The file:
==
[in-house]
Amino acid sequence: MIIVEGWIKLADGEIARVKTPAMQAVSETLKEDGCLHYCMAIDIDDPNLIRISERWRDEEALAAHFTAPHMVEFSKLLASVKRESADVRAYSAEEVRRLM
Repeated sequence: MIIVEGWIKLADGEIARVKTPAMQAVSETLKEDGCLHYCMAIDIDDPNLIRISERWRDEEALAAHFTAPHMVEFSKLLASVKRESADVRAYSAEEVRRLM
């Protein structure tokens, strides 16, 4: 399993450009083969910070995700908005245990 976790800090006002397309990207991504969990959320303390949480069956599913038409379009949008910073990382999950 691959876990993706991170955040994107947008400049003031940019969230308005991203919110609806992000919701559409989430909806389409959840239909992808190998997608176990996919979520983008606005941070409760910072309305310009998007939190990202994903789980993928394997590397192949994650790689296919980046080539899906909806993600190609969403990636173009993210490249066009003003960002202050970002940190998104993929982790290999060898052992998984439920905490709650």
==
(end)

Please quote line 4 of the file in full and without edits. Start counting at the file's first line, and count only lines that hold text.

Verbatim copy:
């Protein structure tokens, strides 16, 4: 399993450009083969910070995700908005245990 976790800090006002397309990207991504969990959320303390949480069956599913038409379009949008910073990382999950 691959876990993706991170955040994107947008400049003031940019969230308005991203919110609806992000919701559409989430909806389409959840239909992808190998997608176990996919979520983008606005941070409760910072309305310009998007939190990202994903789980993928394997590397192949994650790689296919980046080539899906909806993600190609969403990636173009993210490249066009003003960002202050970002940190998104993929982790290999060898052992998984439920905490709650």